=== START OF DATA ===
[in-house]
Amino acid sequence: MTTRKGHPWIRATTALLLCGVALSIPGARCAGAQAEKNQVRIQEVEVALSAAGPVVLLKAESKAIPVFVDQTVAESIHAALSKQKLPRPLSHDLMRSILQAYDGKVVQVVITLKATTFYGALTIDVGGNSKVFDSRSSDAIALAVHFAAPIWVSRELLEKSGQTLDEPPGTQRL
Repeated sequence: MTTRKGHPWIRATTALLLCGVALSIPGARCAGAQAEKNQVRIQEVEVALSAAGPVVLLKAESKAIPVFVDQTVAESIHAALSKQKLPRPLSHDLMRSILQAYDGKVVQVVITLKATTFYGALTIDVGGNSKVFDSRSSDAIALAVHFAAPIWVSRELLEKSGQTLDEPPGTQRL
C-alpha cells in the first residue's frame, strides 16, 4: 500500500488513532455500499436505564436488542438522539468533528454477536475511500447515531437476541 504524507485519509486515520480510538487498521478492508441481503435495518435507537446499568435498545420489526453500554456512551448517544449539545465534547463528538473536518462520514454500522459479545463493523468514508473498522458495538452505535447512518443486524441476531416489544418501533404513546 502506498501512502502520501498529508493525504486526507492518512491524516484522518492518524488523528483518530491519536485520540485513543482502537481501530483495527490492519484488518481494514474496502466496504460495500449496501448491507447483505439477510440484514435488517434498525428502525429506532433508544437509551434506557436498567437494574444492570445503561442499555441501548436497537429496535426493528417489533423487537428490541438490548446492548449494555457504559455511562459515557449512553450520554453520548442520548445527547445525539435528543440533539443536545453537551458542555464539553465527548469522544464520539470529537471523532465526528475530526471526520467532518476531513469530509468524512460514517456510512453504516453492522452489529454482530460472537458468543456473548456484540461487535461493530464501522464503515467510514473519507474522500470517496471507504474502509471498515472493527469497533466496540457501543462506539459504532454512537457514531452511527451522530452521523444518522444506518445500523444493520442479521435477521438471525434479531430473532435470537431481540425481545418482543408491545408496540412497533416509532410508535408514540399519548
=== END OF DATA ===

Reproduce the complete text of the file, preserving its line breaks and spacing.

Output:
[in-house]
Amino acid sequence: MTTRKGHPWIRATTALLLCGVALSIPGARCAGAQAEKNQVRIQEVEVALSAAGPVVLLKAESKAIPVFVDQTVAESIHAALSKQKLPRPLSHDLMRSILQAYDGKVVQVVITLKATTFYGALTIDVGGNSKVFDSRSSDAIALAVHFAAPIWVSRELLEKSGQTLDEPPGTQRL
Repeated sequence: MTTRKGHPWIRATTALLLCGVALSIPGARCAGAQAEKNQVRIQEVEVALSAAGPVVLLKAESKAIPVFVDQTVAESIHAALSKQKLPRPLSHDLMRSILQAYDGKVVQVVITLKATTFYGALTIDVGGNSKVFDSRSSDAIALAVHFAAPIWVSRELLEKSGQTLDEPPGTQRL
C-alpha cells in the first residue's frame, strides 16, 4: 500500500488513532455500499436505564436488542438522539468533528454477536475511500447515531437476541 504524507485519509486515520480510538487498521478492508441481503435495518435507537446499568435498545420489526453500554456512551448517544449539545465534547463528538473536518462520514454500522459479545463493523468514508473498522458495538452505535447512518443486524441476531416489544418501533404513546 502506498501512502502520501498529508493525504486526507492518512491524516484522518492518524488523528483518530491519536485520540485513543482502537481501530483495527490492519484488518481494514474496502466496504460495500449496501448491507447483505439477510440484514435488517434498525428502525429506532433508544437509551434506557436498567437494574444492570445503561442499555441501548436497537429496535426493528417489533423487537428490541438490548446492548449494555457504559455511562459515557449512553450520554453520548442520548445527547445525539435528543440533539443536545453537551458542555464539553465527548469522544464520539470529537471523532465526528475530526471526520467532518476531513469530509468524512460514517456510512453504516453492522452489529454482530460472537458468543456473548456484540461487535461493530464501522464503515467510514473519507474522500470517496471507504474502509471498515472493527469497533466496540457501543462506539459504532454512537457514531452511527451522530452521523444518522444506518445500523444493520442479521435477521438471525434479531430473532435470537431481540425481545418482543408491545408496540412497533416509532410508535408514540399519548